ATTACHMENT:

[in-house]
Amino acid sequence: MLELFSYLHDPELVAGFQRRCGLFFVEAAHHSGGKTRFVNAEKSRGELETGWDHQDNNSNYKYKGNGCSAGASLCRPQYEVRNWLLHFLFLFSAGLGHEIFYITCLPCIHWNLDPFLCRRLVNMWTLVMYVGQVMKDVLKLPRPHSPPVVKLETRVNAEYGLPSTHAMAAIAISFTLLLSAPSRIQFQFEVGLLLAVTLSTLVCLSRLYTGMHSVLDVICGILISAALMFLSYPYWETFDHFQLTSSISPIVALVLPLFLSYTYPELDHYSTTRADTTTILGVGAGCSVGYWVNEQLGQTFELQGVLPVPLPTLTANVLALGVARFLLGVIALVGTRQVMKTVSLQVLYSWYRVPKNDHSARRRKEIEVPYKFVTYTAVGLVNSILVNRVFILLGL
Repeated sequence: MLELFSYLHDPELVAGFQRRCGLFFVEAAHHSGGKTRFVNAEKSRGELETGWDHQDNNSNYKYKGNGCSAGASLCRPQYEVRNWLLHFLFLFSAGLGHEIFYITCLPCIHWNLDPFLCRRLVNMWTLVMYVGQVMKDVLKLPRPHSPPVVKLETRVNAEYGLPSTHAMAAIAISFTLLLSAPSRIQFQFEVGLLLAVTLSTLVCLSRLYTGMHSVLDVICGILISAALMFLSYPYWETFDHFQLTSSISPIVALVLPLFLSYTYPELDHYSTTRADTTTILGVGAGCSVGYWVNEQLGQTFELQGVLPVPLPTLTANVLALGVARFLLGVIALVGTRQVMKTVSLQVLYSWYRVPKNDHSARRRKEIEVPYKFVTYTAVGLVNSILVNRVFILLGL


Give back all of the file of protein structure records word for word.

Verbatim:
[in-house]
Amino acid sequence: MLELFSYLHDPELVAGFQRRCGLFFVEAAHHSGGKTRFVNAEKSRGELETGWDHQDNNSNYKYKGNGCSAGASLCRPQYEVRNWLLHFLFLFSAGLGHEIFYITCLPCIHWNLDPFLCRRLVNMWTLVMYVGQVMKDVLKLPRPHSPPVVKLETRVNAEYGLPSTHAMAAIAISFTLLLSAPSRIQFQFEVGLLLAVTLSTLVCLSRLYTGMHSVLDVICGILISAALMFLSYPYWETFDHFQLTSSISPIVALVLPLFLSYTYPELDHYSTTRADTTTILGVGAGCSVGYWVNEQLGQTFELQGVLPVPLPTLTANVLALGVARFLLGVIALVGTRQVMKTVSLQVLYSWYRVPKNDHSARRRKEIEVPYKFVTYTAVGLVNSILVNRVFILLGL
Repeated sequence: MLELFSYLHDPELVAGFQRRCGLFFVEAAHHSGGKTRFVNAEKSRGELETGWDHQDNNSNYKYKGNGCSAGASLCRPQYEVRNWLLHFLFLFSAGLGHEIFYITCLPCIHWNLDPFLCRRLVNMWTLVMYVGQVMKDVLKLPRPHSPPVVKLETRVNAEYGLPSTHAMAAIAISFTLLLSAPSRIQFQFEVGLLLAVTLSTLVCLSRLYTGMHSVLDVICGILISAALMFLSYPYWETFDHFQLTSSISPIVALVLPLFLSYTYPELDHYSTTRADTTTILGVGAGCSVGYWVNEQLGQTFELQGVLPVPLPTLTANVLALGVARFLLGVIALVGTRQVMKTVSLQVLYSWYRVPKNDHSARRRKEIEVPYKFVTYTAVGLVNSILVNRVFILLGL